--Drugs of Abuse Screen - Routine Neonatal

Because the results of the drug screen in neonates are often a factor in the decision to discharge the infant home with the mother, any positive results of this assay are routinely confirmed by Gas Chromatography / Mass Spectrometry (even though a formal chain-of-custody has not been maintained for the sample).

--Drugs of Abuse Screen - Stat Limited (ETS, Emergency Toxicology Screen)

The treatment of most drug intoxications is empirical and supportive, and stat results are rarely needed. Narcan is administered on clinical grounds, not upon finding opiates in the urine; the Clinical Laboratories offer in-house assays for acetaminophen, ethanol, and salicylates. In the uncommon situation for which availability of the result within a 4-6 hr turnaround will alter patient management, the Stat Limited Drug Screen offers a more extensive spectrum of commonly abused drugs than the Rapid (in-house) screen. Confirmatory testing is available at an additional charge.

--Drugs of Abuse Screen - Stat Volatiles

The most frequent need for sendout drug testing is in questions of methanol or isopropanol ingestion, which this assay will detect in addition to acetone and ethanol.


Drugs of Abuse Screen

- Rapid Urine DAU CHEM 5 mL random (E) (min. 1.5) Method: EIA This test includes:


Amphetamines 1000 µg/L

Barbiturates 200 µg/L

Benzodiazepines 200 µg/L

Cocaine metabolite 300 µg/L

Opiates 2000 µg/L

THC (Cannabinoids) 50 µg/L


- Routine Comprehensive Urine ABUS NISD 25 mL random

(NOT FOR NEONATES - (min. 15)

see below)

Method: Enzyme Immunoassay, Gas Chromatography, High Performance Liquid Chromatography, Thin-Layer Chromatography, spot tests

Qualitative screen for >400 drugs, including:

Amphetamines:* Amphetamine, Methamphetamine

Analgesics:  Acetaminophen, Salicyclates, Norpropoxyphene, Propoxyphene

Antibacterials: Trimethoprim (as metabolites),

Antidepressants: Amitriptyline, Amoxapine, Desipramine, Doxepin, Fluoxetine, Loxapine, Maprotiline, Nortriptyline,  Phenothiazine, Protriptyline, Trazodone, Trimipramine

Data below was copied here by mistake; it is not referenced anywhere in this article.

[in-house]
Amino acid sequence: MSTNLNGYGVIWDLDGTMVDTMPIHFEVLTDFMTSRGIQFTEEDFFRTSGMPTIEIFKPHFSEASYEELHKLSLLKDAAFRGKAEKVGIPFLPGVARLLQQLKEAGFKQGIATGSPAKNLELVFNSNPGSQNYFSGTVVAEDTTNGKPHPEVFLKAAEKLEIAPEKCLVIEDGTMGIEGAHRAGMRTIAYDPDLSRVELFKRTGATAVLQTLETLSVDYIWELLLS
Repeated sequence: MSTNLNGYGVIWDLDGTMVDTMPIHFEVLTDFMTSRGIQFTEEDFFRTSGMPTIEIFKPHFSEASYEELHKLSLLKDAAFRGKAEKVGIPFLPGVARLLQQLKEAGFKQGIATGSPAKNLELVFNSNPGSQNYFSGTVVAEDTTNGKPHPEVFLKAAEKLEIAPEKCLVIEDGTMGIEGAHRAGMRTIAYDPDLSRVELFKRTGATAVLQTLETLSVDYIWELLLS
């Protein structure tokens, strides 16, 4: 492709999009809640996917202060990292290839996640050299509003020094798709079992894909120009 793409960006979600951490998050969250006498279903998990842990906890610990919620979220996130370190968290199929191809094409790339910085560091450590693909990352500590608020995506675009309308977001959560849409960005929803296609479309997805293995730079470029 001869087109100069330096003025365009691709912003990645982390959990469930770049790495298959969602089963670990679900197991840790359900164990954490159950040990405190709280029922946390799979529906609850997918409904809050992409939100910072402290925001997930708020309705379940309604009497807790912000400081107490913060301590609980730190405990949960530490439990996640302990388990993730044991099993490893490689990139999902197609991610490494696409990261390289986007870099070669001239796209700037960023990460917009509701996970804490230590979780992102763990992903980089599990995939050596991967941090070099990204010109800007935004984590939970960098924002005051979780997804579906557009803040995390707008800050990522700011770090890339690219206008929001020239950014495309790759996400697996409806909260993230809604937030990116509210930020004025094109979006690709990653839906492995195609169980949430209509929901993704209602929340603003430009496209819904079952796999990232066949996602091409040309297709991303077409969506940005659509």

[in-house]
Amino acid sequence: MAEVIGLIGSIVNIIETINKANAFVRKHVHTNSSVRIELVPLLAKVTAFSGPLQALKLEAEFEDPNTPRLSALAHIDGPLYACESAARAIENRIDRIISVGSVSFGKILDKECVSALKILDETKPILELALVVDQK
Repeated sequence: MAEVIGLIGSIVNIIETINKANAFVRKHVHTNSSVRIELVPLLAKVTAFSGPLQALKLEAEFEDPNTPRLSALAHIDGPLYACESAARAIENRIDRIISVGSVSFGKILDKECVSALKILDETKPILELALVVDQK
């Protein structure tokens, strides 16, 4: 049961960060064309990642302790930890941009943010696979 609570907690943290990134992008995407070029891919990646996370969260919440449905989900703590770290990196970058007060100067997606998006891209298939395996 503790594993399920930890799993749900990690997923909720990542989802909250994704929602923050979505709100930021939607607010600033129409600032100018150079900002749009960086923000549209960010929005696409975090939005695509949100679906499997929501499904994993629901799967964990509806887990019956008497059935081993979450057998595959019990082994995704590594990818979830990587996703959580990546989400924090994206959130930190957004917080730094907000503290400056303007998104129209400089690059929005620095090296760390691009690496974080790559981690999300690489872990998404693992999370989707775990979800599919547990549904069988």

Antihistamines: Brompheniramine, Chlorpheniramine, Diphenhydramine, Doxylamine, Methapyrilene, Pyrilamine

Barbituates:* D- Amobarbital, Butabarbital, Butalbital, Pentobarbital, Phenobarbital, Secobarbital

Benzodiazepines:* Chlordiazepoxide, Diazepam, Flurazepam metabolites, Nordiazepam

Miscellaneous:  Cannabinoids* Glutethimide, Cimetidine , Cocaine metabolite*,  Dextromethorphan, Ephedrine , Lidocaine, Methocarbamol,  Phencyclidine (PCP)*, Phenylpropanolamine, Propranolol, Pseudoephedrine, Quinidine/Quinine, Verapamil

Narcotics: Codeine*, Heroin (as Morphine)*, Hydrocodone*, Meperidine, Methadone*, Morphine*, Pentazocine

Sedatives: Ethchlorvynol, Meprobamate, Methaqualone, Methyprylon

Volatiles: Ethanol*

Screening tests are not confirmed as positive by a second, independent method in this inexpensive panel, but the immunoassays (marked by a *) used to detect the usual illicit street drugs rarely give falsely positive results. Ethanol is confirmed and quantitated by GC.


- Routine Neonatal Urine NABU NISD 25 mL random (min. 15)

Method: EIA, with confirmation by This test includes:

GCMS Amphetamines Ethanol Barbiturates Methadone Benzodiazepines Opiates Cannabinoids Phencyclidine Cocaine.


- Stat Limited Serum MTOX SKSF Pink top


see above) STSK (min. 5)

Use iodophor skin disinfection; do not use alcohol or tincture of iodine!


Method: EIA, GC, TLC, STTX (if stat transport required)

spot tests

Urine MTOX SKSF 60 mL random & (min. 30)



STTX (if stat transport required)

Lavender top ok. The serum screen includes:

Acetaminophen* Volatiles:*

Barbiturates# Acetone

Benzodiazepines# Ethanol

Salicylates* Isopropanol

Tricyclic Anti- Methanol


* Positive results are automatically quantified.

# Positive results for this class of drug are specifically identified and quantified only upon request and at additional cost.

Cross-reactivity from phenothiazines and diphenydramine may occur with the serum screen for tricyclic drugs (this is not a problem with the urine screen

for these compounds).The urine screen includes:

Acetaminophen Salicylates

Amphetamines Tricyclic Antidepressants

Barbiturates Volatiles:

Benzodiazepines Acetone

Cocaine Ethanol

Methadone Isopropanol